1. To determine the effect of maternal consumption of probiotics during lactation on immunomodulatory properties of breast milk in mothers of premature infants. Concentrations of immunomodulatory factors and microbiological properties of breast milk will be measured.
  2. To investigate the impact of different probiotic administration protocols on gut microbiota composition in preterm infants. In particular, the issue whether maternal probiotic consumption instead or in addition to probiotics administered to the infant is effective will be elucidated. Different potential probiotic strains will be assessed.
  3. To elucidate the impact probiotic bacteria administered to the lactating mother and/or directly to the infant on gut immunophysiology in preterm infants.
Not Provided
Interventional
Not Provided
Allocation: Randomized
Endpoint Classification: Efficacy Study
Intervention Model: Parallel Assignment
Masking: Double Blind (Subject, Caregiver, Investigator, Outcomes Assessor)
Primary Purpose: Basic Science
  • Premature; Infant, Light-for-dates
  • Breastfeeding
  • Dietary Supplement: LGG
    Lactobacillus rhamnosus GG 10E9 cfu / day
  • Dietary Supplement: LGG+Bb-12
    A combination of the probiotics Lactobacillus rhamnosus GG and Bifidobacterium lactis Bb-12 administered 10E9 cfu / day each.
  • Dietary Supplement: Placebo
    Microcrystalline cellulose is used as placebo.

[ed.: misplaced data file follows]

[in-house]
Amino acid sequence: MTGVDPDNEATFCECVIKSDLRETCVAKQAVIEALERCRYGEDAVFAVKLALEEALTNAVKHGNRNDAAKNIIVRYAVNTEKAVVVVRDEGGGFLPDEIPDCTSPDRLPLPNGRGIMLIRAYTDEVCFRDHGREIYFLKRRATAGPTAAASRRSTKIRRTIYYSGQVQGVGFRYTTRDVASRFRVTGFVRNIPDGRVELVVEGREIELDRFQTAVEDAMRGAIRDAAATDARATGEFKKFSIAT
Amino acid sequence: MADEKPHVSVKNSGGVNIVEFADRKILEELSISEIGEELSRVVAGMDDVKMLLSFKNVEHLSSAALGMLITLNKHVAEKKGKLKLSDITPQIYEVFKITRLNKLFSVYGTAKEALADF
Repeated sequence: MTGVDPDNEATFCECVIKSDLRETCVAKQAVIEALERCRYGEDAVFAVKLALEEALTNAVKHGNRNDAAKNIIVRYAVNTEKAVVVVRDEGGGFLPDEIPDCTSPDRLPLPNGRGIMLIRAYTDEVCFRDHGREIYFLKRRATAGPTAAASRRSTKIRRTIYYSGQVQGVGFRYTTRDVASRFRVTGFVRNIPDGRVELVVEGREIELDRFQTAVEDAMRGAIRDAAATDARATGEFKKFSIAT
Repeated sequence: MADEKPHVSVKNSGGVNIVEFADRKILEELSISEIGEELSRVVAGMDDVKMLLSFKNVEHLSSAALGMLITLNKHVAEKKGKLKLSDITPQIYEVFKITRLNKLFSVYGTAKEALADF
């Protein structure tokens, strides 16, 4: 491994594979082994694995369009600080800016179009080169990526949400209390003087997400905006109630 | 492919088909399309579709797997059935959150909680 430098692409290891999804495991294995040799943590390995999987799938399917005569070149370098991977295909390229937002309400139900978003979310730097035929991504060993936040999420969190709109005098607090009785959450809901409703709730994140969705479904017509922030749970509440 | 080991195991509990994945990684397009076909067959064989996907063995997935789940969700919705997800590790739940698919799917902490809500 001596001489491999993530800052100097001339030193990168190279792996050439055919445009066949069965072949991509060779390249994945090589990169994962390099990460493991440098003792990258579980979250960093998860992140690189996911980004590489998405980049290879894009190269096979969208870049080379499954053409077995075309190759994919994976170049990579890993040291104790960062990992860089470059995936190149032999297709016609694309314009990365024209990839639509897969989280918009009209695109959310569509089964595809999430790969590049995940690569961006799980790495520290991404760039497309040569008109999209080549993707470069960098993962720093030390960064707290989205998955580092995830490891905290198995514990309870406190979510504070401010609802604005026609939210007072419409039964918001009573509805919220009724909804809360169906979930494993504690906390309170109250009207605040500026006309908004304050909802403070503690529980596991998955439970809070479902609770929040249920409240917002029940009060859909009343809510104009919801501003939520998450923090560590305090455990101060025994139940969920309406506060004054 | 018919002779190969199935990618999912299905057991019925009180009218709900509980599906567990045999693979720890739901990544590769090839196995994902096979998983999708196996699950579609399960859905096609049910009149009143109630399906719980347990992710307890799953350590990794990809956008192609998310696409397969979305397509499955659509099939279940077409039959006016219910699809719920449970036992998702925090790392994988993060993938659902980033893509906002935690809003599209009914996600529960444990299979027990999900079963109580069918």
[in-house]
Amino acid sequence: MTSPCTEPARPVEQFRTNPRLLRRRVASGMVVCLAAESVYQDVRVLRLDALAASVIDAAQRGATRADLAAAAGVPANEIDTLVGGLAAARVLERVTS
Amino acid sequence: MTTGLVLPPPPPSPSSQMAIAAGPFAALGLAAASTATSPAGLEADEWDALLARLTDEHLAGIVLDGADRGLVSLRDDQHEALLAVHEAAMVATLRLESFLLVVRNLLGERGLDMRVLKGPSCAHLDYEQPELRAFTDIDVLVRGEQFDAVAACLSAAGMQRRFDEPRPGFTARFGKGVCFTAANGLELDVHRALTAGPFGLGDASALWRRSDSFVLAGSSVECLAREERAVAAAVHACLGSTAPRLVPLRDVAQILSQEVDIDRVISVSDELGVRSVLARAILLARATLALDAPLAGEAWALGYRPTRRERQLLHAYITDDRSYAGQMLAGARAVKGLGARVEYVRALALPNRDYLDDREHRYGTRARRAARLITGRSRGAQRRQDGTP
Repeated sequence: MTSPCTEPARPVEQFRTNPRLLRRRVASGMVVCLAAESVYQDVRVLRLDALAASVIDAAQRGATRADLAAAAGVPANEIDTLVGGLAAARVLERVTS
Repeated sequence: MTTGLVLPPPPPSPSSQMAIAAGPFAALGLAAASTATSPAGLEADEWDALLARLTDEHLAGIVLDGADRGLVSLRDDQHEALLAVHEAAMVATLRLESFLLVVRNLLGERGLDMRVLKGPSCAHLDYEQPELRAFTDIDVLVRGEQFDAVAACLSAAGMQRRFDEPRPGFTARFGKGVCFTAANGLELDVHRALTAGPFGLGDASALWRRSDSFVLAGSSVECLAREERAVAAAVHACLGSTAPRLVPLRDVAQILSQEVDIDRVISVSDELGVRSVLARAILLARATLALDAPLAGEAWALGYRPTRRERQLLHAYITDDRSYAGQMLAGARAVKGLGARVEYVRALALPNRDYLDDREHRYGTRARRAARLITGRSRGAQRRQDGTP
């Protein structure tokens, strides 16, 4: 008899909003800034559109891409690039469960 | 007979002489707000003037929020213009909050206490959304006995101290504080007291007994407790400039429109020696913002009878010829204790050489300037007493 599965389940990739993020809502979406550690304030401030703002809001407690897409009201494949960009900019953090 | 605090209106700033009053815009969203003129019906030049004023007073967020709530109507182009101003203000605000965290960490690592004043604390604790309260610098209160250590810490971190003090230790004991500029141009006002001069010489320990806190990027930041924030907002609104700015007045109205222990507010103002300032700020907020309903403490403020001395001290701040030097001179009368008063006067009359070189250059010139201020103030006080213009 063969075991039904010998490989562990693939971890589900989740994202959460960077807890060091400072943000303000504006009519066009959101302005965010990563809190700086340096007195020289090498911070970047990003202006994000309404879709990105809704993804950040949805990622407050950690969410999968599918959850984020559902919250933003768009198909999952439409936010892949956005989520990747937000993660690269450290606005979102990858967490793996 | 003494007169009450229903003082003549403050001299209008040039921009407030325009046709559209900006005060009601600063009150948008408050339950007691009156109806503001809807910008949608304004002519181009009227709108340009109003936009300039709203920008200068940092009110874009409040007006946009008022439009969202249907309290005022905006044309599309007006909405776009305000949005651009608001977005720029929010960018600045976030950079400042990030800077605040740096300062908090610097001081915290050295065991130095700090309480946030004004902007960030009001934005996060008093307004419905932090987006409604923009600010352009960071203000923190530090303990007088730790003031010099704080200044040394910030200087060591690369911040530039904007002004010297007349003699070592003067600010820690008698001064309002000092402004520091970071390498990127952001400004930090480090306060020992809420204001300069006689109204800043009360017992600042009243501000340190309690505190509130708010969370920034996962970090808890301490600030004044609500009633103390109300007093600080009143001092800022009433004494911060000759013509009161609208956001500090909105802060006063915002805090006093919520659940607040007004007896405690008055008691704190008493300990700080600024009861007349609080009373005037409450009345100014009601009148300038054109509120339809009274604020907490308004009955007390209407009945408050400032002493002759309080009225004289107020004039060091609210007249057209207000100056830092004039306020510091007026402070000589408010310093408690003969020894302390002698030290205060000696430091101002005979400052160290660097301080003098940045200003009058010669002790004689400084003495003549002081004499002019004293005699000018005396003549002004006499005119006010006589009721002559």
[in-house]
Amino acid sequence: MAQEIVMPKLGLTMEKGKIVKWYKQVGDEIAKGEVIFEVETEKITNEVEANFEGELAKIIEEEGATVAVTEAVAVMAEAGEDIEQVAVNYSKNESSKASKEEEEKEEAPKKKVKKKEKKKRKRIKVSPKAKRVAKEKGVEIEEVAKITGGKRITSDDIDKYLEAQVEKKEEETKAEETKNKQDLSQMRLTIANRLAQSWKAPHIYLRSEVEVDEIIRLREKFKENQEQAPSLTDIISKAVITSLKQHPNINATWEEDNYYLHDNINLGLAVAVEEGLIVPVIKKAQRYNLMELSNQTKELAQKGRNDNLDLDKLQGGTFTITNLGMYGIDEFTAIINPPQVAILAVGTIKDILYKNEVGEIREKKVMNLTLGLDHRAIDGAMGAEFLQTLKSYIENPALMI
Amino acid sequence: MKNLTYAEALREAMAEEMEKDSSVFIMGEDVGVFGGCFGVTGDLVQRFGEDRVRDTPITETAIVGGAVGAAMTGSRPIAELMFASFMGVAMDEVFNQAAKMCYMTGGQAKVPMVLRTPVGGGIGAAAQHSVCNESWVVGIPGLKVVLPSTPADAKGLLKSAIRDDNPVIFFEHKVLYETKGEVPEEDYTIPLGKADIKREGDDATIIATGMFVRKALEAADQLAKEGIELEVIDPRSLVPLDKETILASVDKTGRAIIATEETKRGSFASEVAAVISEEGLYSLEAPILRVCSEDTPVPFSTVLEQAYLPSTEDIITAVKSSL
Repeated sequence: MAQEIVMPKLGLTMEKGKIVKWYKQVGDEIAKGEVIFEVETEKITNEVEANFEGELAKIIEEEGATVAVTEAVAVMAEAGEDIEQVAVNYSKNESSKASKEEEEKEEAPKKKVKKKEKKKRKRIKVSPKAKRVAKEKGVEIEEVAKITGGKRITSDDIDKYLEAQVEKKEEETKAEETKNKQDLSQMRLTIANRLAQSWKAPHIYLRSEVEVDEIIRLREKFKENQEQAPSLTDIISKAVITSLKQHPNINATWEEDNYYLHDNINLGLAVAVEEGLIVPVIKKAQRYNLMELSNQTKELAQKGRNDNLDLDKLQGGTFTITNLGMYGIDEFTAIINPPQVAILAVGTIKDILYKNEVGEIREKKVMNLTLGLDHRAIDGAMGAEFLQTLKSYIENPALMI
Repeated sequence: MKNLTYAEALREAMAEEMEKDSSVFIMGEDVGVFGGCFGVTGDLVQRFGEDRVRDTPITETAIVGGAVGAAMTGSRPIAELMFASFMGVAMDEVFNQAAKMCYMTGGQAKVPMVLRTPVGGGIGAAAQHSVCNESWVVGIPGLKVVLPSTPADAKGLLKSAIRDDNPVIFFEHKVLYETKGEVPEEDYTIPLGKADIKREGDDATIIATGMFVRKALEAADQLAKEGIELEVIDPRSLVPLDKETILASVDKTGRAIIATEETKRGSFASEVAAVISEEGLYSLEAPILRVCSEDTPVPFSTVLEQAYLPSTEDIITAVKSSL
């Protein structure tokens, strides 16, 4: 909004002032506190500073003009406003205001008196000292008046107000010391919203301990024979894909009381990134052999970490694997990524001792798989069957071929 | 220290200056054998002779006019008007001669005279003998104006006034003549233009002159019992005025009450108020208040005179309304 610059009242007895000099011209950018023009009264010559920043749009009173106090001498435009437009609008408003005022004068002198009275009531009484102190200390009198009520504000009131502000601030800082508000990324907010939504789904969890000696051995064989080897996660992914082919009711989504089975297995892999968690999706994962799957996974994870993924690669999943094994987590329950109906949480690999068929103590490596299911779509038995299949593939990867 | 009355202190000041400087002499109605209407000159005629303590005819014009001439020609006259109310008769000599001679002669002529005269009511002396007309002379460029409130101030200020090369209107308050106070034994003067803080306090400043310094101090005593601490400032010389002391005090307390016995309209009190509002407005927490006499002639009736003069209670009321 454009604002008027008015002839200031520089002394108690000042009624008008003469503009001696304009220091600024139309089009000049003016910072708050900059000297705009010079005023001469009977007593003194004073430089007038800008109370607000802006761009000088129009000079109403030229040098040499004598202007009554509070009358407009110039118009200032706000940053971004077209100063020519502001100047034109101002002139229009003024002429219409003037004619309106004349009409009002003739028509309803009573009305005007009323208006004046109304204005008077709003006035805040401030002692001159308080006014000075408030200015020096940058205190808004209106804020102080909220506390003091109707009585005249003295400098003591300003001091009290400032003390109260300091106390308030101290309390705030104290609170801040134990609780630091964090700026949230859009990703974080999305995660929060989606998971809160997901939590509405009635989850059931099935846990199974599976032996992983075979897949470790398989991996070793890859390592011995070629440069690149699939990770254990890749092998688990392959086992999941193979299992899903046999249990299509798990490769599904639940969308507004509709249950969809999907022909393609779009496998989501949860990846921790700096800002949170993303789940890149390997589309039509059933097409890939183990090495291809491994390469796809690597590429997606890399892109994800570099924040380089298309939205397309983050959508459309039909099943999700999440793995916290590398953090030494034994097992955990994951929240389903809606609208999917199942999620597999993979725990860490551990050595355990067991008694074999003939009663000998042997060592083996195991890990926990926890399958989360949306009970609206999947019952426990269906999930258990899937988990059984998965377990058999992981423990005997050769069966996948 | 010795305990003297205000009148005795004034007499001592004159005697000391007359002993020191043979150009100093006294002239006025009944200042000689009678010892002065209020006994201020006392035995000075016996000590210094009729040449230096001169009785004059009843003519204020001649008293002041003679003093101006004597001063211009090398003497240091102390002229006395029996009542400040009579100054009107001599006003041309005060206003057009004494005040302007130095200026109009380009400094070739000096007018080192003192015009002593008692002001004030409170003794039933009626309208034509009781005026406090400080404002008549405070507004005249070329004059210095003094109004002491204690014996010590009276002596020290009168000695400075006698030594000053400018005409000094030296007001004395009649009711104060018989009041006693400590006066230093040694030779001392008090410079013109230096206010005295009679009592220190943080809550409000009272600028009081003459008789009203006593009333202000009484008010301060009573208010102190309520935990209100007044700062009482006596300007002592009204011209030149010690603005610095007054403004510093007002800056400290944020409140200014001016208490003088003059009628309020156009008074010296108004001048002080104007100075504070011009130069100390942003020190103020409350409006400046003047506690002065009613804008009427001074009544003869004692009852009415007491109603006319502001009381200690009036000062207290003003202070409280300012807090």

• Active Comparator: placebo mother - LGG infant
    Placebo is administered to the lactating mother whilst the infant receives the probiotic LGG.
    Intervention: Dietary Supplement: LGG
  • Placebo Comparator: placebo mother - placebo infant
    Placebo is administered to both the lactating mother and her infant.
    Intervention: Dietary Supplement: Placebo
  • Active Comparator: LGG mother - placebo infant
    The probiotic LGG is administered to the lactating mother whilst the infant receives placebo.
    Intervention: Dietary Supplement: LGG
  • Active Comparator: LGG+Bb-12 mother - Placebo infant
    A combination of the probiotics LGG and Bb-12 is administered to the lactating mother, the infant receives placebo.
    Intervention: Dietary Supplement: LGG+Bb-12
  • Active Comparator: Pacebo mother - LGG+Bb-12 infant
    Placebo is administered to the lactating mother, the infant receives a combination of the probiotics LGG and Bb-12
    Intervention: Dietary Supplement: LGG+Bb-12
Not Provided

*   Includes publications given by the data provider as well as publications identified by ClinicalTrials.gov Identifier (NCT Number) in Medline.
 
Recruiting
100
April 2016
April 2016   (final data collection date for primary outcome measure)

Inclusion Criteria:

  • premature infant born at <35 weeks gestational age

Exclusion Criteria:

  • severe asphyxia
  • significant anomalies
Both
up to 3 Days
Yes
Contact: Samuli Rautava, MD, PhD +358 40 7033166 samrau@utu.fi
Finland
 
NCT01454661
ETMK 104/180/2011
No
Samuli Rautava, Turku University Hospital
Turku University Hospital
  • University of Turku
  • Massachusetts General Hospital
Principal Investigator: Samuli Rautava, MD, PhD Turku University Hospital
Turku University Hospital
April 2014

ICMJE     Data element required by the International Committee of Medical Journal Editors and the World Health Organization ICTRP